My only problem is my health. I can’t move as well as I used to and my balance is not good. I sake a lot so I can’t paint as smooth a line as I did in the past. Age seems to be catching up with me. It’s frustrating because this is the sort of thing I love doing. I get great satisfaction from it. I cannot remember when I didn’t paint or draw. It has been my life when I’ve been able to do it.
About a year ago, the Leopard Hotel in Burslem, Stoke-on-Trent in Staffordshire. was destroyed in a fire. I was distraught because I had painted several murals in the Arnold Bennett suite at the back of the hotel. I had also been an extra in a horror film called Humanus which was partly filmed there. I would love it to be restored. It was old and quirky, and episodes of ‘most haunted’ were recorded around the building. But now? It’s a shell of its former glory.
The Leopard had fallen on hard times when it was taken over by Neil Cox and Neil Crisp in the early 2000’s. They started to pull the business round and bought out the essential quirkiness of the building, organising ghost tours and revising ad improving the good and drink. It was soon a venue people loved to go in. During that time they wanted some murals painting in the back room. I spent a couple of years between 2006 and 2007 painting ten or eleven of them. Why can’t I remember?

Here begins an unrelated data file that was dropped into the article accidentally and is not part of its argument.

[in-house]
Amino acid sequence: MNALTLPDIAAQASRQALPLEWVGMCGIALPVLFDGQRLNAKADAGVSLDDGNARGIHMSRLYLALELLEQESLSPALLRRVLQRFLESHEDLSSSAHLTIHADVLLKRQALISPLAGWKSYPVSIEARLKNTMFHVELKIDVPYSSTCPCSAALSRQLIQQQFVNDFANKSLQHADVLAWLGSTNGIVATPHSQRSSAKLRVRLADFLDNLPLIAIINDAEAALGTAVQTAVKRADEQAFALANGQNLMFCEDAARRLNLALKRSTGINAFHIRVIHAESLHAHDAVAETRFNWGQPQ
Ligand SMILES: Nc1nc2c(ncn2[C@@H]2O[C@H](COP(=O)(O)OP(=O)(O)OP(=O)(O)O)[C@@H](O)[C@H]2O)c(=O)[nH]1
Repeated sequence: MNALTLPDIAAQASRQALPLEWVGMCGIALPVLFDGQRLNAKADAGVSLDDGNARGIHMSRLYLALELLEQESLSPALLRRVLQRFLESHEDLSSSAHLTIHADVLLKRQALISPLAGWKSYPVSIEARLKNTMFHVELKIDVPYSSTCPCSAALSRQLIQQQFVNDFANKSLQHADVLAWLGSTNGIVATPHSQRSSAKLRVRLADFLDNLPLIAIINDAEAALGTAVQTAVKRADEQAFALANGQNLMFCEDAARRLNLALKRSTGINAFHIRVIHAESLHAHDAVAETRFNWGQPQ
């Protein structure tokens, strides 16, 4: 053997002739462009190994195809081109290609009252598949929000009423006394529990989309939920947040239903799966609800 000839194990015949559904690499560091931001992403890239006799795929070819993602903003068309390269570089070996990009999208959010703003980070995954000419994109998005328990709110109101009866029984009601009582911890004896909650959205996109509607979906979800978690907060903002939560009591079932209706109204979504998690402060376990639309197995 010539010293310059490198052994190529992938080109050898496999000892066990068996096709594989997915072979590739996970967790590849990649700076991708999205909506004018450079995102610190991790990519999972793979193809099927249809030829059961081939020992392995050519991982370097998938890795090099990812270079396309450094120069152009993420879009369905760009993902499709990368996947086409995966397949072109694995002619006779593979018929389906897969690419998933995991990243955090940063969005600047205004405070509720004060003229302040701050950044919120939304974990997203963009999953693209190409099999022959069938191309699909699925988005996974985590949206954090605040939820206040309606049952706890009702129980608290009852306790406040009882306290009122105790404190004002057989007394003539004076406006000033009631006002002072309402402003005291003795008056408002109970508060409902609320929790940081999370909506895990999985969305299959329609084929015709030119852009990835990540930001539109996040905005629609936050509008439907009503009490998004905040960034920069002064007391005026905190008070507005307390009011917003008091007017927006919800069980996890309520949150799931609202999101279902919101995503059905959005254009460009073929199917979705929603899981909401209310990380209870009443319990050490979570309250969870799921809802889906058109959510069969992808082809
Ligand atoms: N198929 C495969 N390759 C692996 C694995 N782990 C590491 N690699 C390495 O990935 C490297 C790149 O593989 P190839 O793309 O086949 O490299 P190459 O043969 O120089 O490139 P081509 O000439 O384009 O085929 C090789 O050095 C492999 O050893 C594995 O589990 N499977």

I loved doing it, and the figures in the paintings were often based on the locals, I even gave a talk to the local history group about what I had painted and the sources I used to decide on the subjects.
Now? I will definitely visit if its rebuilt. But I don’t think I could physically paint those murals again. And as I was only paid £75 per picture, for two years of work, it was never going to make me a profit, but I did it for the love of Art and the Leopard.
This was the back room of the Leopard Hotel in Burslem (the Arnold Bennett suite). The hotel burned down last year taking my murals with it. They were painted in emulsion paint directly onto the walls so it would have been impossible to remove them before the hotel caught fire (apparently the empty hotel had someone growing cannabis in it and the fire was from an electrical fault. It had been bought for redevelopment and the local community wanted to take it over to make it work again. Now its gone. You can see the relative sizes of them to the size of the room. I painted them between 2006 and 2007. I miss them.